Does birth order affect earnings? Only temporarily

The sooner (you are born) the better – initially.

The existing empirical evidence suggests that the first-born earn a wage premium with respect to the later-born. One reason is better education. In their influential work in this area, Black et al. (2005), use Norwegian registry data and show that being first-born increases education by around 0.7 years of schooling. Is this premium temporary or permanent? Disentangling temporary from permanent wage effects requires information on earnings at different points of the life cycle.

In a recent publication (Bertoni and Brunello 2016), we study the effects of birth order on life cycle earnings in a sample of 4,270 males born between 1935 and 1956 and residing in eleven European countries (Austria, Belgium, the Czech Republic, Denmark, France, Germany, Italy, the Netherlands, Spain, Sweden and Switzerland). Our data are drawn from the Survey of Health, Ageing and Retirement in Europe (SHARE), a multidisciplinary and cross-national European data set containing current and retrospective information on labor market activity, retirement, health and socioeconomic status for more than 25,000 individuals aged 50 or older. We use the first three waves of the survey, and in particular the third wave, SHARELIFE (2008), which contains detailed retrospective data on life and labor market histories. We focus on males and exclude the self-employed.¹

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We consider several measures of real annual earnings: the initial or entry wage in the first job, the wages five, 10, 15 and 25 years after labour market entry, and lifetime earnings, defined as the discounted value of the stream of earnings from age 10 to retirement. As descriptively shown in Figure 1 and confirmed by the results of formal econometric analysis – reported in Table 1 – we find that in their first job, the first-born earn a 13.7% wage premium over the later-born. This large advantage declines sharply after five years, however, and is completely gone 10 years after labor market entry. Since the initial wage gains are quickly lost, and the later-born start working earlier than the first-born, it is not surprising that being a first-born has no statistically significant effect on lifetime earnings.

Job mobility

Temporary birth order effects are closely associated to differences in job-to-job mobility after labor market entry. On the one hand, the first-born – who tend to be better educated – find better initial matches: not only do they earn more, but they are also more likely than the later-born to be employed in white collar and in public sector jobs, and stay longer in their initial jobs. On the other hand, the later-born start with poorer matches but change jobs swiftly, and by virtue of job mobility quickly catch up with the first-born.

Let us define stayers as those who are still in their first job 10 years after entry in the labor market and movers as those who have moved to new jobs by that time. For both the first-born and the later-born, we can decompose the average wage 10 years after entry in the labor market as the average wage of stayers and movers within each group, weighed by the respective probability of belonging to each group.² We estimate that the average wage earned by the first-born after 10 years in the labor market is only about 2.7% (not statistically significant) higher than the wage earned by the later-born, in spite of the fact that first-born stayers earn, on average, 10.1% (statistically significant at the 5% level) more than later-born stayers. Since the average wage of movers differs by only 3.3% (not statistically significant), the catching up by the later-born that we observe in our data is mostly explained by their 7.1% (statistically significant at the 5% level) higher probability of being a mover 10 years after labor market entry.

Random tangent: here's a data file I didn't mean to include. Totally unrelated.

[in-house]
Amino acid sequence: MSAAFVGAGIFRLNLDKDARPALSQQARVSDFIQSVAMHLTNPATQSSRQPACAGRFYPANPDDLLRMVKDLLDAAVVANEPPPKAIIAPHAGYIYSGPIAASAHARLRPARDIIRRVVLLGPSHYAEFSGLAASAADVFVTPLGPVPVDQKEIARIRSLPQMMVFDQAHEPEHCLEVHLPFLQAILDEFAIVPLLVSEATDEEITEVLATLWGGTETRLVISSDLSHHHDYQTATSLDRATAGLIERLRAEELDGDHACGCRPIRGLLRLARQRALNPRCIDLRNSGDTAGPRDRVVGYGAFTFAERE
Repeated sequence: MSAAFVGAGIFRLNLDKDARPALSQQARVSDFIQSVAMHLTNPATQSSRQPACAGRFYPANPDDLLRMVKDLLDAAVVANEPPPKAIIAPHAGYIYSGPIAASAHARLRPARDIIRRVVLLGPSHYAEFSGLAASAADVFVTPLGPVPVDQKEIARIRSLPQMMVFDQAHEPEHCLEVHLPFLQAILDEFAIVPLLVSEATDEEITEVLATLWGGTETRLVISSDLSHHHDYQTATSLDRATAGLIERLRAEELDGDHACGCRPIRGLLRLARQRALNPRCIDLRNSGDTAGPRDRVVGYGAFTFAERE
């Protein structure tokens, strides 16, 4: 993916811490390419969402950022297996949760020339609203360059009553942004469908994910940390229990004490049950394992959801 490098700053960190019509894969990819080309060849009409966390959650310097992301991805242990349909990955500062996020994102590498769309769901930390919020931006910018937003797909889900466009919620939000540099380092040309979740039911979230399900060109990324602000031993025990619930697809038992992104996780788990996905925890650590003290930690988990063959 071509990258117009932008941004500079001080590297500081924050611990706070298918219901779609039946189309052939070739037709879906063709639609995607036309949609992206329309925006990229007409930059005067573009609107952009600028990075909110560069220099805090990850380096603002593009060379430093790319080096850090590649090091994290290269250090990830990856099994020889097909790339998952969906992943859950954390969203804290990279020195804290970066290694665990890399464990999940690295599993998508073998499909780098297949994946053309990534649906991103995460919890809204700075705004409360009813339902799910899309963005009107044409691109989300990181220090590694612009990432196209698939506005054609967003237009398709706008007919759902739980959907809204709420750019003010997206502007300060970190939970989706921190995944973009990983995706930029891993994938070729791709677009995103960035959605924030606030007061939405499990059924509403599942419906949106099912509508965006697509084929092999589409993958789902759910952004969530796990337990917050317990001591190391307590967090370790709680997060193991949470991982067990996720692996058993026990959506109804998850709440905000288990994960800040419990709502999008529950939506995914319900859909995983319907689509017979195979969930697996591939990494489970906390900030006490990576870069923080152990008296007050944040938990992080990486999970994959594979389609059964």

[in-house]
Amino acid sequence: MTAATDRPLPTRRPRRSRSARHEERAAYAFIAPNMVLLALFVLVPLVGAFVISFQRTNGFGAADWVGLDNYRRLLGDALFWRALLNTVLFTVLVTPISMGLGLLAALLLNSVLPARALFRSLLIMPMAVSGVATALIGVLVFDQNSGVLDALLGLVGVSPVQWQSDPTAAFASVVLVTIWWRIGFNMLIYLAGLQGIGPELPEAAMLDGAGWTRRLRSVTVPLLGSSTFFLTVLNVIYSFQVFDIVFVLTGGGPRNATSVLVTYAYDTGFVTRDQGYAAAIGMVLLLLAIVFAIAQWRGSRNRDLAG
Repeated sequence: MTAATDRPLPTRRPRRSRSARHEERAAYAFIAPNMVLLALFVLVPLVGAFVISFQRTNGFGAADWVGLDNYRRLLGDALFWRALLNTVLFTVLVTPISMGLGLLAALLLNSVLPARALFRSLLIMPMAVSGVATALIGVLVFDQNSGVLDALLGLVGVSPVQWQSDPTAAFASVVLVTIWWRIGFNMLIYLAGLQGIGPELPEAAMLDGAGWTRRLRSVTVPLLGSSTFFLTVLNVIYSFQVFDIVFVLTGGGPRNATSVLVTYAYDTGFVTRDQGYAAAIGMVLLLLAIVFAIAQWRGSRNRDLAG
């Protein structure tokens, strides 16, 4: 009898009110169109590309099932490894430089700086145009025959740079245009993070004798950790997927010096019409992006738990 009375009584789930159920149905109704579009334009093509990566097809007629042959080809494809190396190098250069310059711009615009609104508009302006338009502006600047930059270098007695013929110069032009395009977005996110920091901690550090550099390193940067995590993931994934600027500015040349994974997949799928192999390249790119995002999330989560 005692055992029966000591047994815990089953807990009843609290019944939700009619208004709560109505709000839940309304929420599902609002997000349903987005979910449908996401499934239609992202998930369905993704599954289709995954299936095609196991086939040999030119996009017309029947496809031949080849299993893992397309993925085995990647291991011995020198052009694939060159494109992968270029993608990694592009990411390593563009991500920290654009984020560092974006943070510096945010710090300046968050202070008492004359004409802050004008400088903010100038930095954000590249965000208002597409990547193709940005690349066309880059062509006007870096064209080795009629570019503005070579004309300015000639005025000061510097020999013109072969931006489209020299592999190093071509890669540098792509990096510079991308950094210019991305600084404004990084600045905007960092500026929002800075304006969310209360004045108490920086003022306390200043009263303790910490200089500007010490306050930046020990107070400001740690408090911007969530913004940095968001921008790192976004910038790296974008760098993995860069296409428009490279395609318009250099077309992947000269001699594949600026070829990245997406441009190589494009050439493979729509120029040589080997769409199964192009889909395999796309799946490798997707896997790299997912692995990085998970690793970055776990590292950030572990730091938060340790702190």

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Why these differences in labor market turnover? We point to two main reasons. One is education: since the first-born are better educated, they are more likely to locate a good initial match. A second reason – we argue – is that the later-born are more willing than the first-born to engage in risky behavior and this is why they change employer more frequently. In support of this view, the psychological literature has pointed out that the later-born tend to be more rebellious and reckless than the first-born, who instead have a tendency to be more conscientious and self-disciplined (Sulloway 2007). Psychologists explain these differences by the fact that while the first-born are endowed with higher parental resources, the later-born are put under greater pressure to obtain the same returns from more limited resources and thus need to play riskier moves. We confirm this view in Table 2 by showing that – even conditional on educational attainment – the later-born are more likely to take risks, that we measure by extracting the principal factor from five indicators available in our data: whether the individual has ever bought private retirement accounts and life insurance packages, body mass index, smoking and drinking habits.


Bertoni M., Brunello G. (2016). “Later-borns don’t give up. The temporary effects of birth order on European earnings”. Demography, 53(2): 449-470.

Black S.E., Devereux P.J., Salvanes K.G. (2005). The more the merrier? The effect of family size and birth order on children’s education. Quarterly Journal of Economics, 120(2), 669-700.

Sulloway F.J. (2007). Birth order and sibling competition. The Oxford handbook of evolutionary psychology, 297-311.

¹We exclude females because of their intermittent labour force participation, and the self-employed because the information on their earnings is unreliable.

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